Christmas 2016: Beef Lamb Pork Chickens Turkey & Trimmings
How do I order?
- Call us 01738 730201 m: 07841 623608
- order online hughgrierson.co.uk/christmas-products
- Edinburgh Farmers Market every Saturday 9-2pm
- Perth Farmers Market 9-2pm SATURDAY 3rd and 17th December
Visit our web page Christmas Products to get some ideas. We also have our usual full butchery service running alongside our Christmas offer. We do organic sausage trimmings and bacon, including a Gluten Free sausage. We have plenty of everything else available especially our popular large chickens. They make a super tasty, cost effective alternative to turkey for a smaller group and you can do all those sausagey trimmings with it.
Lastly, to the cooks:
"In my experience, clever food is not appreciated at Christmas. It makes the little ones cry and the old ones nervous." Jane Grigson
Thank you for all your continued support throughout 2016, we hope your run up to Christmas is calm, peaceful and full of fun.
Grass Fed Meat: Why bother?
I know I always say this, but in Scotland we are blessed, we have a mild climate with plenty of rain, and so we can grow any food that we need. As organic farmers though, our major crop is grass. Growing grass is a mild obsession, as grass, or more precisely clover grasses, are the cornerstone of everything we do here. What's less well known, is quite how many environmental and health benefits grass growing can deliver.
As farmers and land managers it has 3 main benefits:
1. its a naturally superb feed for our cattle and sheep, as both species have evolved to eat and digest grass.
2. the meat that comes from those grass fed animals has higher levels of omega 3 fatty acids, so its a healthier meat option.
3. It has a vital role to play in managing carbon: permanent pasture locks carbon into the soil, and increases its organic matter. It is this increase in organic matter in our soils that has the potential to deliver enormous uplifts in soil fertility with consequent benefits for global food security.
Despite the obvious benefits of grass, there is quite a bit of confusion about what constitutes "grass fed" as far as cattle and sheep are concerned. Many cattle and sheep in Scotland are fed grains at some point in their lives. The phrase "Grass fed" is undefined, and is consequently being used to greenwash production systems that use grains to feed cattle and sheep.
We believe that we need to be clear about what we do here, as many of you ask us about how we feed our animals. So we decided to sign up to Pasture For Life, an organisation that promotes the benefits of meat from cattle and sheep that are fed without grains. We guarantee that all our cattle and sheep are fed without using ANY grain at all in their lives. Their feed includes clover grasses, and other things made from grass, like hay and silage (both made without adding ANYTHING to grass except time).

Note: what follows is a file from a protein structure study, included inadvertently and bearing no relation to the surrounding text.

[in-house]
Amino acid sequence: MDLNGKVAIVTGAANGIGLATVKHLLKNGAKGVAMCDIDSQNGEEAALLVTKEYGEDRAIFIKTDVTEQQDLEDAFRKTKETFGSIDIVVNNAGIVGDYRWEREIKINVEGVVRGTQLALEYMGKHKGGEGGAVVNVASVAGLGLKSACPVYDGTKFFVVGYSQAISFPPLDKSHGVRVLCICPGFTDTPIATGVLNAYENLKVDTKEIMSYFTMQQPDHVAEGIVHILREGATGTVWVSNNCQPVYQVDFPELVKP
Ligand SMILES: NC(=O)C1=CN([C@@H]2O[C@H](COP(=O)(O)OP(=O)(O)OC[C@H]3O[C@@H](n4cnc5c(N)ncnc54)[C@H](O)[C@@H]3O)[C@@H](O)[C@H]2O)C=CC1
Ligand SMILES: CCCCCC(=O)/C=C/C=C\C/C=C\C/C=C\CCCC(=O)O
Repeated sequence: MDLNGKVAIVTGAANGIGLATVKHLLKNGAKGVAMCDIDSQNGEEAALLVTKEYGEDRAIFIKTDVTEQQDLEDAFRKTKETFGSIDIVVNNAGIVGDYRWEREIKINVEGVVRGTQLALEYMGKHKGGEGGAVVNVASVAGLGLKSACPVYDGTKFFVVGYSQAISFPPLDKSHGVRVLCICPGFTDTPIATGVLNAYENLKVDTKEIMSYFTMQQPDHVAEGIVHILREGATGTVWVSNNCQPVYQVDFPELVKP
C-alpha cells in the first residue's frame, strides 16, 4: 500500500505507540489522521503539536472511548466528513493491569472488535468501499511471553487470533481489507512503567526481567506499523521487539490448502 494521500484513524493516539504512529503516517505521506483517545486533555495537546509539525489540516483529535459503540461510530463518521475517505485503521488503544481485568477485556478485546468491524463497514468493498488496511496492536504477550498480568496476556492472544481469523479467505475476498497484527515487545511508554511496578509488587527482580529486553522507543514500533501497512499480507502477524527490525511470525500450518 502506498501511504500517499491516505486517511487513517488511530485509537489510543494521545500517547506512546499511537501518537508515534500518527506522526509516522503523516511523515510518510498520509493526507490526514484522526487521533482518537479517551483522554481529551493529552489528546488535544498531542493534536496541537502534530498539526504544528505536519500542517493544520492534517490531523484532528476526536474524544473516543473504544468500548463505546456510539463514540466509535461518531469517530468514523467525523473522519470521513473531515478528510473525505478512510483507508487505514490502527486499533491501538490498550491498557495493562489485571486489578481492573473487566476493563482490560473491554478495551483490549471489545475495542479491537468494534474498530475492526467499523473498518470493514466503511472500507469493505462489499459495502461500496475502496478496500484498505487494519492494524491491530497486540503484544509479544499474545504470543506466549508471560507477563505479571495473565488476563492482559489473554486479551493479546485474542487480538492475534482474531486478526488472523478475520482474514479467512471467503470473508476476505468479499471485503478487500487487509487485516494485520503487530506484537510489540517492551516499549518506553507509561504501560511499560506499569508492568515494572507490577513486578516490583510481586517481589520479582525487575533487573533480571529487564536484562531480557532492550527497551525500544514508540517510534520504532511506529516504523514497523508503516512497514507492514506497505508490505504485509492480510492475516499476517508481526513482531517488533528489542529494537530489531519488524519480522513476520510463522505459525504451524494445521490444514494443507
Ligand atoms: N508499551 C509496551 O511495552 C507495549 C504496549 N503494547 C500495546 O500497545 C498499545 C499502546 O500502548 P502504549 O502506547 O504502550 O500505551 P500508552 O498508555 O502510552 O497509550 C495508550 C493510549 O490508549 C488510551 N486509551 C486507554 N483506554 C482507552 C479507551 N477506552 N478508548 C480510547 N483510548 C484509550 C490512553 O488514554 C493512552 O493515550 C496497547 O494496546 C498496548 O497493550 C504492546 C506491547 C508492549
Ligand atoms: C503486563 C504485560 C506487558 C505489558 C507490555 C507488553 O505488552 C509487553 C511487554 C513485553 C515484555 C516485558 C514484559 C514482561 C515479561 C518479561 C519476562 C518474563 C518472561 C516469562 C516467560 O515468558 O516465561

So far so good, and reassuring; if you buy from us you are (a) helping to lock carbon into our permanent pasture (our most recent soil sample found 22% organic matter in our permanent pasture, where most arable land has about 2%), (b) you are ensuring that our cattle and sheep only eat what their digestion is evolved to do, and (c) you are getting those lovely omega 3s into your diet, that keep your heart and brain healthy.
But what about taste, flavour, and all those things that move people to go "wow, thats delicious"? Do we deliver on that?
We had a visit in the summer from the BBC Landward team who helped to explain this all very clearly. Click on the link to watch https://drive.google.com/file/d/0B2V5Zbr1e0nPblQ1SjdFT1hDSUE/view. Its a nice piece, with just enough"wow factor" to convince the sceptics.
We are open Friday 25th March 8-4pm to pick up your order at the farm.
If you need a delivery by overnight courier please note orders will be sent out on WEDNESDAY 23rd to arrive THURSDAY 24th.
Last orders for courier delivery MONDAY 21st by MIDDAY
Roast Leg of Lamb with Rosemary, Garlic and Lemon
Its Easter Sunday, let's keep the family happy with an old classic.
- 1 tbsp olive oil
- 3 large cloves garlic chopped
- 1 spring rosemary chopped
- 1 tbsp lemon juice
- 1 x whole leg of lamb on the bone
Mix together the rosemary, garlic, olive oil and lemon juice. Take a sharp knife and make 2cm incisions all over the lamb. Spread the garlic mixture all over the lamb. Roast for 15-20 mins per 500g on 200C depending on how pink you like your lamb. Rest for up to 30 mins.